The text discusses two kinds of parameters. The first type is positional parameters. Theses are the tokens that appear on the command line that calls a script.

  • As you know, the first is always the name of the script, found in $0.
  • The arguments passed to the script are numbered, and they are accessed by $1, $2, and so on through $9. The text chooses now to reveal, as I have hinted, that you can pass more than nine arguments to a script. After the ninth parameter, you have to enclose the number in square brackets, such as $[10] and $[11], to access them in script commands.
  • $# holds the number of arguments passed to the script, not counting the name of the script. (The text lists this one under Special Parameters.)
  • As noted above, $@ references the entire command string that called the script, but it makes each parameter available separately.
  • $* refers to all the positional parameters as one string.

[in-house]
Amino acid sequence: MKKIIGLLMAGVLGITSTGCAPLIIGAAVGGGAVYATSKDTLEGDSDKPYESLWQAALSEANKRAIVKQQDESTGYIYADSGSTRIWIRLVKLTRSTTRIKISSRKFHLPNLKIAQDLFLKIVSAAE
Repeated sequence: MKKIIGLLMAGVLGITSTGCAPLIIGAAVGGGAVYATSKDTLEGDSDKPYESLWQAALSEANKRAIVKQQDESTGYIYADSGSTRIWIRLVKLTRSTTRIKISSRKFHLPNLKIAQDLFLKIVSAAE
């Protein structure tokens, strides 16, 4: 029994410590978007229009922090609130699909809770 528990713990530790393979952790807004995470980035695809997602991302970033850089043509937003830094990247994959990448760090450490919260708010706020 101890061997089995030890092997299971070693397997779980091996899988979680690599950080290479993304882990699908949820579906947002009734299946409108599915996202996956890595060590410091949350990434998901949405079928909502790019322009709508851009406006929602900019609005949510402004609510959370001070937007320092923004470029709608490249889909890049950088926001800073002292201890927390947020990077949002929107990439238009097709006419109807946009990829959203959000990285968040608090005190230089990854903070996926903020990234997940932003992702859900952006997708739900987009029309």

• The text cautions us to always use double quotation marks around a reference to a positional parameter. If you don't, you may find that the reference does not work. This is illustrated on page 459.
  • set - The text mentions that you cannot assign values to the positional parameter references with an equal sign, but you can assign values to them with the set command. Page 461 has an example of how this may be done, but the purpose and utility of doing so elude me.
  • shift - This command discards the first numbered positional parameter (referenced by $1), then renumbers the remaining ones. It is like discarding the first agument on the command line, then moving the rest one position to the left. If you want to discard more than the first one, you can give an integer argument to shift when it is called, which will discard that many arguments before renumbering the rest.

The text begins a list of Special Parameters on page 466. The first one is $#, which is discussed above.

  • $$ - This is a reference to the PID of the current process, so its value depends on what process is running and what ID was assigned when it started.
  • $! - This is a reference to the most recent process that was run in the background. Not a lot of competition for that one.
  • $? - This is a reference to the exit code (true=0=success, false=1 or another number=failure) of the most recently ended process, usually the command just given.

There are two more in this list, but this is getting tedious. Let's pause, study, do some assignments, and start on page 467 next time.